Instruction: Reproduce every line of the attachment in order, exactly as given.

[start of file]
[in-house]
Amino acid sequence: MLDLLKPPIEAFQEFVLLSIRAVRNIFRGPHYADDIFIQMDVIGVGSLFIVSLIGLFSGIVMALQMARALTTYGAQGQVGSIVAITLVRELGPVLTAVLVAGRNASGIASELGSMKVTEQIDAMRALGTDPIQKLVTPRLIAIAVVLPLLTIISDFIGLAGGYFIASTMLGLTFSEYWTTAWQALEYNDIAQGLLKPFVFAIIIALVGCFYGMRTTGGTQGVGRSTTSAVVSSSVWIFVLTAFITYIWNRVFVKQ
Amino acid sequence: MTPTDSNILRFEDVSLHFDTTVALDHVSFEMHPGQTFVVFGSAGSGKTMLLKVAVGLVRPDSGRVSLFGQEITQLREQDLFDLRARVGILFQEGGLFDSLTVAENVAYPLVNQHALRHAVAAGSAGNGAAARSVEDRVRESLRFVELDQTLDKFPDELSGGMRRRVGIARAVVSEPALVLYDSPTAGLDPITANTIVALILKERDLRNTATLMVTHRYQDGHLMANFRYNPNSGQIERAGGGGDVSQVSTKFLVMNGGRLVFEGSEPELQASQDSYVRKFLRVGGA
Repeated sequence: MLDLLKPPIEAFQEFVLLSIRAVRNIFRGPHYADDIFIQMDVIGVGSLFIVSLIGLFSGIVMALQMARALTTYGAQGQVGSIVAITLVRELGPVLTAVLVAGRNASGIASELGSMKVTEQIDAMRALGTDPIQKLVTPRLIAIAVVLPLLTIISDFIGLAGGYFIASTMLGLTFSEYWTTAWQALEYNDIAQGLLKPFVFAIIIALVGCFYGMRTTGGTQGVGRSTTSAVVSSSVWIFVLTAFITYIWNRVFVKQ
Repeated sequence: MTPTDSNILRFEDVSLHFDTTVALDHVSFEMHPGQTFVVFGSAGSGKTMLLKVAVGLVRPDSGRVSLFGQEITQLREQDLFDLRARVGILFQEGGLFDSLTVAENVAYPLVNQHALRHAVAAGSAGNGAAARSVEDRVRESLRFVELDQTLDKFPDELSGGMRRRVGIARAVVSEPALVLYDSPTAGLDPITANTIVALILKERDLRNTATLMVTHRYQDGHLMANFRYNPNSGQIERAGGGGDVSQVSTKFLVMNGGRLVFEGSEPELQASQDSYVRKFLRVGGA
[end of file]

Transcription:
[in-house]
Amino acid sequence: MLDLLKPPIEAFQEFVLLSIRAVRNIFRGPHYADDIFIQMDVIGVGSLFIVSLIGLFSGIVMALQMARALTTYGAQGQVGSIVAITLVRELGPVLTAVLVAGRNASGIASELGSMKVTEQIDAMRALGTDPIQKLVTPRLIAIAVVLPLLTIISDFIGLAGGYFIASTMLGLTFSEYWTTAWQALEYNDIAQGLLKPFVFAIIIALVGCFYGMRTTGGTQGVGRSTTSAVVSSSVWIFVLTAFITYIWNRVFVKQ
Amino acid sequence: MTPTDSNILRFEDVSLHFDTTVALDHVSFEMHPGQTFVVFGSAGSGKTMLLKVAVGLVRPDSGRVSLFGQEITQLREQDLFDLRARVGILFQEGGLFDSLTVAENVAYPLVNQHALRHAVAAGSAGNGAAARSVEDRVRESLRFVELDQTLDKFPDELSGGMRRRVGIARAVVSEPALVLYDSPTAGLDPITANTIVALILKERDLRNTATLMVTHRYQDGHLMANFRYNPNSGQIERAGGGGDVSQVSTKFLVMNGGRLVFEGSEPELQASQDSYVRKFLRVGGA
Repeated sequence: MLDLLKPPIEAFQEFVLLSIRAVRNIFRGPHYADDIFIQMDVIGVGSLFIVSLIGLFSGIVMALQMARALTTYGAQGQVGSIVAITLVRELGPVLTAVLVAGRNASGIASELGSMKVTEQIDAMRALGTDPIQKLVTPRLIAIAVVLPLLTIISDFIGLAGGYFIASTMLGLTFSEYWTTAWQALEYNDIAQGLLKPFVFAIIIALVGCFYGMRTTGGTQGVGRSTTSAVVSSSVWIFVLTAFITYIWNRVFVKQ
Repeated sequence: MTPTDSNILRFEDVSLHFDTTVALDHVSFEMHPGQTFVVFGSAGSGKTMLLKVAVGLVRPDSGRVSLFGQEITQLREQDLFDLRARVGILFQEGGLFDSLTVAENVAYPLVNQHALRHAVAAGSAGNGAAARSVEDRVRESLRFVELDQTLDKFPDELSGGMRRRVGIARAVVSEPALVLYDSPTAGLDPITANTIVALILKERDLRNTATLMVTHRYQDGHLMANFRYNPNSGQIERAGGGGDVSQVSTKFLVMNGGRLVFEGSEPELQASQDSYVRKFLRVGGA